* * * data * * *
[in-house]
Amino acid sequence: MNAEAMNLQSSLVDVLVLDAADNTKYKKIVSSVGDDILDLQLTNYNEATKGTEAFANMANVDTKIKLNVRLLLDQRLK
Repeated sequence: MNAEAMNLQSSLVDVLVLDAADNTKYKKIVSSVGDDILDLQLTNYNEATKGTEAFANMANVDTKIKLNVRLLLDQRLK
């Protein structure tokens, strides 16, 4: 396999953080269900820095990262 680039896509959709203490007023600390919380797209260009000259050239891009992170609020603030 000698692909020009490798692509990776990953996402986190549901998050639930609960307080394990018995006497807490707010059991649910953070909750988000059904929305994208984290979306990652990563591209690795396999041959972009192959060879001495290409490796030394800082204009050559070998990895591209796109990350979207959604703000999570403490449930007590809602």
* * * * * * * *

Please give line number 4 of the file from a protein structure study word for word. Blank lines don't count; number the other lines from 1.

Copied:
């Protein structure tokens, strides 16, 4: 396999953080269900820095990262 680039896509959709203490007023600390919380797209260009000259050239891009992170609020603030 000698692909020009490798692509990776990953996402986190549901998050639930609960307080394990018995006497807490707010059991649910953070909750988000059904929305994208984290979306990652990563591209690795396999041959972009192959060879001495290409490796030394800082204009050559070998990895591209796109990350979207959604703000999570403490449930007590809602």